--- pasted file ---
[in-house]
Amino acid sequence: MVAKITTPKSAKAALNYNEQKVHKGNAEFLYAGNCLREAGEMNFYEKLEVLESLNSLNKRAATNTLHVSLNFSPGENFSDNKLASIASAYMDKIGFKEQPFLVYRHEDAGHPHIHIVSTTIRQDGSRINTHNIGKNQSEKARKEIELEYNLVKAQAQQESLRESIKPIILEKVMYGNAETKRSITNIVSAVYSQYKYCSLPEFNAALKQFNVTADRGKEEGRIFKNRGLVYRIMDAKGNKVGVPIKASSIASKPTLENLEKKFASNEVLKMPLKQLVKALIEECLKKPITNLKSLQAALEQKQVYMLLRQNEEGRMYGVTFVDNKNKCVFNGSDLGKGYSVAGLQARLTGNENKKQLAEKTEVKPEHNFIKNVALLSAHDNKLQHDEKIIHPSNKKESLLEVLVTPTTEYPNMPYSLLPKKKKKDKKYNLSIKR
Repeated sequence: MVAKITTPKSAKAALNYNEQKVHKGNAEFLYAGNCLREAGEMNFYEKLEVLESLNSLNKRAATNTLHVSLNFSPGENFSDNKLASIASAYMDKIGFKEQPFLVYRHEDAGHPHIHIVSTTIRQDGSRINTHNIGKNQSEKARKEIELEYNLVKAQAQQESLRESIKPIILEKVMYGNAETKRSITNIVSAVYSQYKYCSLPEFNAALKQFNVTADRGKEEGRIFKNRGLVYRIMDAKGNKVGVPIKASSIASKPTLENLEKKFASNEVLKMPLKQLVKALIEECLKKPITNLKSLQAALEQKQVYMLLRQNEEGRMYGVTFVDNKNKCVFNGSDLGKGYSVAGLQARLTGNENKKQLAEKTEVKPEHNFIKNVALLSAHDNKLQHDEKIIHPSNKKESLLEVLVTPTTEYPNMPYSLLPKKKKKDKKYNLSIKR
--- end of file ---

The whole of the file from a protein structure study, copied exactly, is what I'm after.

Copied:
[in-house]
Amino acid sequence: MVAKITTPKSAKAALNYNEQKVHKGNAEFLYAGNCLREAGEMNFYEKLEVLESLNSLNKRAATNTLHVSLNFSPGENFSDNKLASIASAYMDKIGFKEQPFLVYRHEDAGHPHIHIVSTTIRQDGSRINTHNIGKNQSEKARKEIELEYNLVKAQAQQESLRESIKPIILEKVMYGNAETKRSITNIVSAVYSQYKYCSLPEFNAALKQFNVTADRGKEEGRIFKNRGLVYRIMDAKGNKVGVPIKASSIASKPTLENLEKKFASNEVLKMPLKQLVKALIEECLKKPITNLKSLQAALEQKQVYMLLRQNEEGRMYGVTFVDNKNKCVFNGSDLGKGYSVAGLQARLTGNENKKQLAEKTEVKPEHNFIKNVALLSAHDNKLQHDEKIIHPSNKKESLLEVLVTPTTEYPNMPYSLLPKKKKKDKKYNLSIKR
Repeated sequence: MVAKITTPKSAKAALNYNEQKVHKGNAEFLYAGNCLREAGEMNFYEKLEVLESLNSLNKRAATNTLHVSLNFSPGENFSDNKLASIASAYMDKIGFKEQPFLVYRHEDAGHPHIHIVSTTIRQDGSRINTHNIGKNQSEKARKEIELEYNLVKAQAQQESLRESIKPIILEKVMYGNAETKRSITNIVSAVYSQYKYCSLPEFNAALKQFNVTADRGKEEGRIFKNRGLVYRIMDAKGNKVGVPIKASSIASKPTLENLEKKFASNEVLKMPLKQLVKALIEECLKKPITNLKSLQAALEQKQVYMLLRQNEEGRMYGVTFVDNKNKCVFNGSDLGKGYSVAGLQARLTGNENKKQLAEKTEVKPEHNFIKNVALLSAHDNKLQHDEKIIHPSNKKESLLEVLVTPTTEYPNMPYSLLPKKKKKDKKYNLSIKR